CIG: Dutch blacklisting unjustified diversion tactic

| 07/01/2019 | 29 Comments
Cayman News Service

Amsterdam, capital of The Netherlands

(CNS): Government has accused The Netherlands of including the Cayman Islands on its separate blacklist as a way of diverting criticisms of its own tax practices by attacking legitimate tax regimes. Officials here said it was “unjustified” and “wholly lacking in fairness and credibility” to place Cayman on the list of 21 jurisdictions. Cayman found itself on the latest blacklist coming from a European country last month and the local government has said the only reason appears to be because the corporate tax rate here is lower than any EU state. The move is also fueling concern that constant appeasement by the Cayman government of onshore countries is not working.

In a short statement from the premier’s office on Friday, officials said that despite the unjustified move, Cayman would  continue the longstanding commitment to global standards and working with the international community to improve their effectiveness.

“The Cayman Islands Government regrets the unjustified ‘blacklisting’ and rejects it as wholly lacking in fairness and credibility. It is unfortunate that The Netherlands has chosen to attempt to divert criticism of its own tax practices by attacking the legitimate tax regimes of other jurisdictions,” the statement read.

“This ‘blacklisting’ does not take into account Cayman’s demonstrated adherence to international standards for tax transparency, or participation with the OECD’s BEPS Inclusive Framework, and ignores our engagement with the EU’s Code of Conduct Group over the last two years to address their concerns regarding economic substance,” officials added.

The listing comes less than three weeks after new and far-reaching legislation was steered through the Legislative Assembly to meet the demands of the wider European Union and prevent Cayman from being blacklisted by all of the member states in the list produce by the EU last year. The laws pave the way for offshore exempt companies domiciled here to have a greater substance and to do actual business in the Cayman Islands.

But many have said that the constant appeasement of jurisdictions such as Cayman and other offshore financial centres labelled as tax havens is not preventing onshore, larger countries from continuing to attack their financial industries.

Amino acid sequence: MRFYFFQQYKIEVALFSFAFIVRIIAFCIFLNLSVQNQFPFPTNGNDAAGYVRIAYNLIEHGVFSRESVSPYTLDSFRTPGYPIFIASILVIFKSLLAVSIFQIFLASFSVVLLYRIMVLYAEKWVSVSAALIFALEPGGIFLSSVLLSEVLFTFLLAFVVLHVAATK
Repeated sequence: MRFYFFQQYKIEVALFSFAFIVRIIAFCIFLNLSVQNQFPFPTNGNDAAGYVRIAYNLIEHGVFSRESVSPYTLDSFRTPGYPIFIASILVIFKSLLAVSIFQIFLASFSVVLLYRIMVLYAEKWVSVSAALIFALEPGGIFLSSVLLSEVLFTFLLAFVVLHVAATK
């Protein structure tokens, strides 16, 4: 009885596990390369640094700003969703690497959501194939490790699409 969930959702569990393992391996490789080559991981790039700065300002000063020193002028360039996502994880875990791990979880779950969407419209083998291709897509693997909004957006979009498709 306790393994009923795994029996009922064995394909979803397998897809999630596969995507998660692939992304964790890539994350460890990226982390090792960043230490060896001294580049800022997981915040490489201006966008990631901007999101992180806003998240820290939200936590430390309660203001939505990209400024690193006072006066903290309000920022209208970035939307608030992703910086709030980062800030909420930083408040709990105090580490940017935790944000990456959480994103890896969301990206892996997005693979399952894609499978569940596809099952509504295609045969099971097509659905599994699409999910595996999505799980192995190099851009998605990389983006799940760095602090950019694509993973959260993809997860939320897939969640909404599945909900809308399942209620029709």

Anthony Travers, the former chair of Cayman Finance an outspoken advocate for the offshore sector, is one of a number of people who believe the policy of appeasing isn’t working and the blacklisting should not come as a surprise.

“The difficulty of attempting to deal with the EU and the OECD in relation to their ridiculously entitled ‘harmful’ tax practices initiative, whether through the introduction of economic substance legislation or howsoever, is well illustrated today by that paragon of tax avoidance techniques The Netherlands which, when I last looked, was a member of the EU, now introducing its independent ‘black list’ including the Cayman Islands,” he wrote on his website following the publication of the Dutch list.

Travers, the chair of the Cayman Islands Stock Exchange Board, said the government’s appeasement was rendered more difficult “when dealing with a multi-headed hydra comprising, it seems now, the EU, the OECD and each independent EU jurisdiction”.

He has suggested that “someone, anyone, explaining precisely what is ‘harmful’ about Cayman Islands tax structuring” would be a better place to start, as the EU and the OECD must believe that the Cayman Islands investment vehicles will be “harmful“ unless taxed twice or otherwise rendered uncompetitive through what he described as the “entirely novel and entirely fanciful economic substance initiative”.

No one has the slightest idea what this means, Travers wrote, except that for Cayman it cannot possibly mean anything good, as he accused the EU of making up the rules as it goes along.

“And since a satisfactory explanation cannot, as a matter of logic or international tax law, be forthcoming, we should ask how precisely a policy of appeasement is intended to achieve an outcome that does not secure the EU and OECD objective,” he added.

The decision by The Netherlands to create its own blacklist comes ahead of the anticipated review of the wider European Union blacklist update, which is now expected to be revised in February. Although the government believes the laws it passed last month should ensure that Cayman is not blacklisted, there are no guarantees that the jurisdiction will not be on a new grey-list, or watch list, as the EU seeks to monitor how the new laws work.

The ongoing pressures and threats from blacklisting, which would have a negative impact on the offshore sector, are being weighed against the increase in costs for the industry. And as government seeks to balance these issues, it is also engaged in a direct battle with the United Kingdom and its demand that the jurisdiction introduces a public beneficial ownership register, following the passage of Sanctions and Anti-Money Laundering Bill in the British parliament.

Although the original demand had been for that to happen by the end of 2020, the UK government has said that it will not impose an order-in-council immediately if there is no register at that point but will allow Cayman and other overseas territories impacted by the legislation another three years to implement the register, by which time the UK hopes the registers will be a global standard.

While the Cayman government has welcomed the additional time, the premier has stated that Cayman has always been willing to comply if that is the case. But speaking in the Legislative Assembly last month, he expressed doubts that public registers would be up and running in every country, even by 2023.